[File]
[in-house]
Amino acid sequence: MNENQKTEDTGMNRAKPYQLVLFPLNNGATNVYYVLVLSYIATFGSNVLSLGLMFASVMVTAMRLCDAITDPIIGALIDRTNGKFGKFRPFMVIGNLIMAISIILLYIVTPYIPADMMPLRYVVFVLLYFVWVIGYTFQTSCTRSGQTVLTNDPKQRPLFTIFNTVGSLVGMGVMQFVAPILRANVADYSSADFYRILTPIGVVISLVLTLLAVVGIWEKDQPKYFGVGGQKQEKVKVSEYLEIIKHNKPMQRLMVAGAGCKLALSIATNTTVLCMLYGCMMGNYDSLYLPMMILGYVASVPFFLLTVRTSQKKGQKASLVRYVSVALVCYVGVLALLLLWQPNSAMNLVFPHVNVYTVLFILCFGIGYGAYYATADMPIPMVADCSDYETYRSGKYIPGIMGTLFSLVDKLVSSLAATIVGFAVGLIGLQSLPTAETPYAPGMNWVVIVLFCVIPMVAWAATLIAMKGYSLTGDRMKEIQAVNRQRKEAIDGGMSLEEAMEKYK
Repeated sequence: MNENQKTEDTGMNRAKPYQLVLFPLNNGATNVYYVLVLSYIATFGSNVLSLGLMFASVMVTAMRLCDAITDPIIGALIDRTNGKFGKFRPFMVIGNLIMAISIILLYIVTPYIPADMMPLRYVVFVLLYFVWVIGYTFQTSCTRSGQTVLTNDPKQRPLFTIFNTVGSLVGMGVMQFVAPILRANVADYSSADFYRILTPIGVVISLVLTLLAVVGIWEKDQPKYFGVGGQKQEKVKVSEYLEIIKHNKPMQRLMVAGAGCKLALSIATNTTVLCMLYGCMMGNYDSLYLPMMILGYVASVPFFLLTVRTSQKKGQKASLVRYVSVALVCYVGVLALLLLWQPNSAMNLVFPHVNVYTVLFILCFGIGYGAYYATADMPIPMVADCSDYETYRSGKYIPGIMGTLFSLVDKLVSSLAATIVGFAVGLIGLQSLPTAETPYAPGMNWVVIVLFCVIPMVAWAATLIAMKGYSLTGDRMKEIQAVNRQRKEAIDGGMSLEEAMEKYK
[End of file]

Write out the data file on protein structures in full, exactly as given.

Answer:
[in-house]
Amino acid sequence: MNENQKTEDTGMNRAKPYQLVLFPLNNGATNVYYVLVLSYIATFGSNVLSLGLMFASVMVTAMRLCDAITDPIIGALIDRTNGKFGKFRPFMVIGNLIMAISIILLYIVTPYIPADMMPLRYVVFVLLYFVWVIGYTFQTSCTRSGQTVLTNDPKQRPLFTIFNTVGSLVGMGVMQFVAPILRANVADYSSADFYRILTPIGVVISLVLTLLAVVGIWEKDQPKYFGVGGQKQEKVKVSEYLEIIKHNKPMQRLMVAGAGCKLALSIATNTTVLCMLYGCMMGNYDSLYLPMMILGYVASVPFFLLTVRTSQKKGQKASLVRYVSVALVCYVGVLALLLLWQPNSAMNLVFPHVNVYTVLFILCFGIGYGAYYATADMPIPMVADCSDYETYRSGKYIPGIMGTLFSLVDKLVSSLAATIVGFAVGLIGLQSLPTAETPYAPGMNWVVIVLFCVIPMVAWAATLIAMKGYSLTGDRMKEIQAVNRQRKEAIDGGMSLEEAMEKYK
Repeated sequence: MNENQKTEDTGMNRAKPYQLVLFPLNNGATNVYYVLVLSYIATFGSNVLSLGLMFASVMVTAMRLCDAITDPIIGALIDRTNGKFGKFRPFMVIGNLIMAISIILLYIVTPYIPADMMPLRYVVFVLLYFVWVIGYTFQTSCTRSGQTVLTNDPKQRPLFTIFNTVGSLVGMGVMQFVAPILRANVADYSSADFYRILTPIGVVISLVLTLLAVVGIWEKDQPKYFGVGGQKQEKVKVSEYLEIIKHNKPMQRLMVAGAGCKLALSIATNTTVLCMLYGCMMGNYDSLYLPMMILGYVASVPFFLLTVRTSQKKGQKASLVRYVSVALVCYVGVLALLLLWQPNSAMNLVFPHVNVYTVLFILCFGIGYGAYYATADMPIPMVADCSDYETYRSGKYIPGIMGTLFSLVDKLVSSLAATIVGFAVGLIGLQSLPTAETPYAPGMNWVVIVLFCVIPMVAWAATLIAMKGYSLTGDRMKEIQAVNRQRKEAIDGGMSLEEAMEKYK